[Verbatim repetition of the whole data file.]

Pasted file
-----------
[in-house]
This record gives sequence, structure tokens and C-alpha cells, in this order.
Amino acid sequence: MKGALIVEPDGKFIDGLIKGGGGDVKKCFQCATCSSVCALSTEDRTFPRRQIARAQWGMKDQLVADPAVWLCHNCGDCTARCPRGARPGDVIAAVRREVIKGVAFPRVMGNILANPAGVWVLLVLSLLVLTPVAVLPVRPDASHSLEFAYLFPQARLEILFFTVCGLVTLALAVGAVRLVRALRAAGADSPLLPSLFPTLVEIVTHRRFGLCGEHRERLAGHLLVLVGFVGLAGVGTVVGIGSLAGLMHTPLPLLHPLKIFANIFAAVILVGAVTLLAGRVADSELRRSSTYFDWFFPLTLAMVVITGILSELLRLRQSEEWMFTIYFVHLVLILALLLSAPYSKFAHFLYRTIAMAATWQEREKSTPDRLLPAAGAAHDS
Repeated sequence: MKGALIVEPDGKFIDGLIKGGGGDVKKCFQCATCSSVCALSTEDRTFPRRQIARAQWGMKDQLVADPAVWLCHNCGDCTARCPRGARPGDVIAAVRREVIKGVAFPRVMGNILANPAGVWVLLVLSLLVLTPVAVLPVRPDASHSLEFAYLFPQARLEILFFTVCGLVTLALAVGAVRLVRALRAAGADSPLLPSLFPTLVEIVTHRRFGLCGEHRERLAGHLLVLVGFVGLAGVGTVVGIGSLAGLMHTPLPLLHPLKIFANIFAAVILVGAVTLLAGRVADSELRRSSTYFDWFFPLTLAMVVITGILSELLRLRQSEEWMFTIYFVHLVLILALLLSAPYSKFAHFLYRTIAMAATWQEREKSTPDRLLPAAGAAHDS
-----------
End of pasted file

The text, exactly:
[in-house]
This record gives sequence, structure tokens and C-alpha cells, in this order.
Amino acid sequence: MKGALIVEPDGKFIDGLIKGGGGDVKKCFQCATCSSVCALSTEDRTFPRRQIARAQWGMKDQLVADPAVWLCHNCGDCTARCPRGARPGDVIAAVRREVIKGVAFPRVMGNILANPAGVWVLLVLSLLVLTPVAVLPVRPDASHSLEFAYLFPQARLEILFFTVCGLVTLALAVGAVRLVRALRAAGADSPLLPSLFPTLVEIVTHRRFGLCGEHRERLAGHLLVLVGFVGLAGVGTVVGIGSLAGLMHTPLPLLHPLKIFANIFAAVILVGAVTLLAGRVADSELRRSSTYFDWFFPLTLAMVVITGILSELLRLRQSEEWMFTIYFVHLVLILALLLSAPYSKFAHFLYRTIAMAATWQEREKSTPDRLLPAAGAAHDS
Repeated sequence: MKGALIVEPDGKFIDGLIKGGGGDVKKCFQCATCSSVCALSTEDRTFPRRQIARAQWGMKDQLVADPAVWLCHNCGDCTARCPRGARPGDVIAAVRREVIKGVAFPRVMGNILANPAGVWVLLVLSLLVLTPVAVLPVRPDASHSLEFAYLFPQARLEILFFTVCGLVTLALAVGAVRLVRALRAAGADSPLLPSLFPTLVEIVTHRRFGLCGEHRERLAGHLLVLVGFVGLAGVGTVVGIGSLAGLMHTPLPLLHPLKIFANIFAAVILVGAVTLLAGRVADSELRRSSTYFDWFFPLTLAMVVITGILSELLRLRQSEEWMFTIYFVHLVLILALLLSAPYSKFAHFLYRTIAMAATWQEREKSTPDRLLPAAGAAHDS